• Giancarlo Stanton's latest home run tear, which resulted in his 50th of the season on Sunday, raises one big question: how close can he get to Barry Bonds's record of 73?
By Jay Jaffe
August 27, 2017

The home runs keep coming for Giancarlo Stanton, putting him in ever-more select company. On Sunday, the 27-year-old Marlins slugger clubbed his 50th of the year, a two-run, go-ahead shot to centerfield off the Padres' Clayton Richard at Marlins Park, where he set off the gloriously permanent sculpture, “Homer” (a/k/a the Dinger Machine and the Marlinator). Behold:

Stanton is the 28th player to reach 50 home runs in a season; those players have done so a total of 44 times. That said, he’s just the third in the past 10 years, after the Blue Jays' Jose Bautista in 2010 and the Orioles' Chris Davis in 2013, and the first to 50 in the NL since the Brewers' Prince Fielder in 2007.

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Even more impressive is that number 50 came when the calendar still says August, which places Stanton alongside five other players who did so a total of eight times. Listed chronologically:

Player Date of 50th Team Game Final HR
Roger Maris 8/22/61 125 61
Mark McGwire 8/20/98 125 70
Sammy Sosa 8/23/98 130 66
Sammy Sosa 8/21/99 121 63
Mark McGwire 8/22/99 124 65
Barry Bonds 8/11/01 117 73
Sammy Sosa 8/26/01 130 64
Luis Gonzalez 8/29/01 132 57
Giancarlo Stanton 8/27/17 129  

By team game, Stanton is the sixth fastest to 50, after Bonds, Sosa (1999), McGwire ('99), Maris and McGwire again ('98).

The home run was just the latest in an extended binge—29 in 46 games—that dates back to July 5. After hitting seven homers apiece in April, May and June, Stanton went on a tear just before the All-Star break, going yard five times in four starts (plus a pinch-hitting appearance), bookended by multi-homer outings against the Cardinals and Giants. With that stretch, he surpassed Dodgers rookie Cody Bellinger and tied the Reds' Joey Votto for the NL lead. From July 17 through August 15, he hit 18 homers in 27 games, a stretch that included 11 in a 12-game span and ended with a career-best streak of six straight games with a homer. During that barrage, he surpassed his previous career high of 37, set in 2014, and the franchise record of 42, set by Gary Sheffield in 1996.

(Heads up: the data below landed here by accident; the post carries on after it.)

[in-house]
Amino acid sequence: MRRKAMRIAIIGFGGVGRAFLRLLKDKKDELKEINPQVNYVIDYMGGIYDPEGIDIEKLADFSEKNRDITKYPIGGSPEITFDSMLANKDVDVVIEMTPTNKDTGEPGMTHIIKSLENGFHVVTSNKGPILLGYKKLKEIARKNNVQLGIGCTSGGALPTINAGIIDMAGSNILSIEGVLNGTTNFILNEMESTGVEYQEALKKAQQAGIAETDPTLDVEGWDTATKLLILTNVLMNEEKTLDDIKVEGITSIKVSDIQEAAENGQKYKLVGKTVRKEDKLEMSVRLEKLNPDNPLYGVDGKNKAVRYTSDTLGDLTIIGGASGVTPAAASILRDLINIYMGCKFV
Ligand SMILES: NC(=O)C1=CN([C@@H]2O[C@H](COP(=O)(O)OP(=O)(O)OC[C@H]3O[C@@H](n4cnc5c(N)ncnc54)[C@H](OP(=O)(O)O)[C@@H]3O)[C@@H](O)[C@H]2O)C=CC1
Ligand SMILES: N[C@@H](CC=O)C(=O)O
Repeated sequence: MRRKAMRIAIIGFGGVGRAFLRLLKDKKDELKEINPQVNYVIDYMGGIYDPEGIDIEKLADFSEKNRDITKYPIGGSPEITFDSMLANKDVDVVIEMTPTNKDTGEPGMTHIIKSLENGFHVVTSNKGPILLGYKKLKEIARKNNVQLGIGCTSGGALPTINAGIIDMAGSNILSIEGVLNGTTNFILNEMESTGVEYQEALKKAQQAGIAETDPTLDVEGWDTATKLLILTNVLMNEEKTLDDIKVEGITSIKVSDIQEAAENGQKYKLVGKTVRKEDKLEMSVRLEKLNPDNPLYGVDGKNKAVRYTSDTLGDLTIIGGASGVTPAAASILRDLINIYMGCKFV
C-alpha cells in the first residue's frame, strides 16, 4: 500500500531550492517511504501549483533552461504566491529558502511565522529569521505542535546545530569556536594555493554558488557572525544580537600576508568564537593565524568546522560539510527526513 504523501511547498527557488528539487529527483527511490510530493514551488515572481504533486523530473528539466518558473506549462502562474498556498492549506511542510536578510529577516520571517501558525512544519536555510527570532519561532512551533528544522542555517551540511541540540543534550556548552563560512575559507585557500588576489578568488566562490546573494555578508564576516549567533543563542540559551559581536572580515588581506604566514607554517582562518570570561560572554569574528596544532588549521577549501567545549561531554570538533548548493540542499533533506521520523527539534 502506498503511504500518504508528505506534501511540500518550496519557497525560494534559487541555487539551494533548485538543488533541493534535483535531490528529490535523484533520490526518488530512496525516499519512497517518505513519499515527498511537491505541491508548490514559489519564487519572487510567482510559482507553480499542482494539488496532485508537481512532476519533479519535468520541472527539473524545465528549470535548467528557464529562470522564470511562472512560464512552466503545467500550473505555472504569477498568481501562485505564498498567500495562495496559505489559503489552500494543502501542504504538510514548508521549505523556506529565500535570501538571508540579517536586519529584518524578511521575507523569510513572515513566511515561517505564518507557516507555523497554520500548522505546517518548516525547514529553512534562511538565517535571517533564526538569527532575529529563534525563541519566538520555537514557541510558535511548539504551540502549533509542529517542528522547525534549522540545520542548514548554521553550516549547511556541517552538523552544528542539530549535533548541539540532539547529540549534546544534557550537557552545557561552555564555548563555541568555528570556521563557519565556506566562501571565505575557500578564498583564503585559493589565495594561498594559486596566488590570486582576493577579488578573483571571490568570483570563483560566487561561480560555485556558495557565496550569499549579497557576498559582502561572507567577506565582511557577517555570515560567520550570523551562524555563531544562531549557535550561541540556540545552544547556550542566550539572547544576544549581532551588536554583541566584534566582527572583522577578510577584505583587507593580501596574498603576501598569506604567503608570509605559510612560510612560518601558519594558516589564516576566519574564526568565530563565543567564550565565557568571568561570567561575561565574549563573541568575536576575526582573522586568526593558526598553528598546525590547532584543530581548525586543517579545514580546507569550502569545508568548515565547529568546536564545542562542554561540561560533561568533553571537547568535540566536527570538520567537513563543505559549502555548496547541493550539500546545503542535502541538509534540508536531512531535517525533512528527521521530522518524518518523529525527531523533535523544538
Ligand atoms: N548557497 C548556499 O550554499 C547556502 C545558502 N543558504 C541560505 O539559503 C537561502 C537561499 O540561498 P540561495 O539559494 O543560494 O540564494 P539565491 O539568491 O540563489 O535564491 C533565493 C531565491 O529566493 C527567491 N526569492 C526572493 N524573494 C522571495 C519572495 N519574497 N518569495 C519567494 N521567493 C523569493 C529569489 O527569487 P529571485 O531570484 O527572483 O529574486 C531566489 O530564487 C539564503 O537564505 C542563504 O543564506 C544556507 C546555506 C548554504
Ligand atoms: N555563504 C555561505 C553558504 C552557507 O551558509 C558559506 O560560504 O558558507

He’s bingeing again. Sunday's homer was Stanton’s sixth in his last eight games and his 17th of the month, which again puts him among elites. The record for home runs in a single month is 20, set by Sosa in June 1998. Tigers slugger Rudy York hit 18 in August 1937, while six players besides Stanton have homered 17 times in a month: Babe Ruth (September 1927), York (August 1943), Willie Mays (August 1965), Albert Belle (September 1995), Bonds (May 2001) and Sosa (August 2001). Stanton has four more games this month to move up that list, three against the Nationals in Washington and then one at home against the Phillies.

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Of course, the bigger question isn't whether Stanton can set the single-month record but the single-season one. To surpass Bonds, he would need to hit 24 in the Marlins' final 33 games. That isn't so far off his recent pace—his last 24 homers have come over a 37-game span—but doing it again certainly seems unlikely, to say nothing of picking up the pace. To get to 62, a number which some will point to as being a "pure" record, as though the McGwire, Sosa and Bonds seasons, PED tainted though they may be, never happened (spoiler alert: they did, and they’re still on the books, without asterisks) would require 12 homers in 33 games, a much more gentle pace; Stanton has 19 homers in his last 33 games.

If Stanton were merely to finish the season while keeping a pace that matched his overall total through Sunday, he would finish with 63 homers, tying him with Sosa for sixth in the record books. If he were to continue his second-half pace, 24 homers in 42 team games, he would finish with 69, the third highest single-season total behind Bonds and McGwire. If he were to continue his August pace, 17 homers in 25 games, he would finish with 72, trailing only Bonds.

Thanks to a rare bout of good health, Stanton has finally fulfilled the promise that he’s shown throughout his eight-year career, albeit in doses far shorter than 162 games. Due to injuries, he’s surpassed 123 games only in 2011 (150), ’14 (145) and this year. Record or no, his has already been a season for the ages, placing him among some of the game’s power-hitting greats. August company, indeed.

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